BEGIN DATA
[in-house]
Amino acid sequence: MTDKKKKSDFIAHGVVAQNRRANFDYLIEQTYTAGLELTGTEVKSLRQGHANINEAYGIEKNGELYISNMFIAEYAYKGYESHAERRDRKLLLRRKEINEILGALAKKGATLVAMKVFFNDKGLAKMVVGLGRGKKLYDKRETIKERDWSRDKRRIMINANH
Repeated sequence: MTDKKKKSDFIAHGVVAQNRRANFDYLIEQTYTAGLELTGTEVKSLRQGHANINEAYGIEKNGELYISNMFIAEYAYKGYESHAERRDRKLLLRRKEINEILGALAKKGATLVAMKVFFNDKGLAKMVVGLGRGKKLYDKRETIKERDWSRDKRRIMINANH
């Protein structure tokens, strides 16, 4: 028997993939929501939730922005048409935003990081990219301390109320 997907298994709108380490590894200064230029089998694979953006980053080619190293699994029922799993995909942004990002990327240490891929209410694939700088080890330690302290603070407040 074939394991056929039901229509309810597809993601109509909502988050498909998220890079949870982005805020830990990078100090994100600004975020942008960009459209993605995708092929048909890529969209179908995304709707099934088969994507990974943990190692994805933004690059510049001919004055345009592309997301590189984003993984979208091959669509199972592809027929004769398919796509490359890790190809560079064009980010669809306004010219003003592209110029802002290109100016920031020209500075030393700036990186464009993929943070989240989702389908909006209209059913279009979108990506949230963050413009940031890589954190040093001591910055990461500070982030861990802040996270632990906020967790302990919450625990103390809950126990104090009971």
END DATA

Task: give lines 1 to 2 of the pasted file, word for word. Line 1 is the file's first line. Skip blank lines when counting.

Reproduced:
[in-house]
Amino acid sequence: MTDKKKKSDFIAHGVVAQNRRANFDYLIEQTYTAGLELTGTEVKSLRQGHANINEAYGIEKNGELYISNMFIAEYAYKGYESHAERRDRKLLLRRKEINEILGALAKKGATLVAMKVFFNDKGLAKMVVGLGRGKKLYDKRETIKERDWSRDKRRIMINANH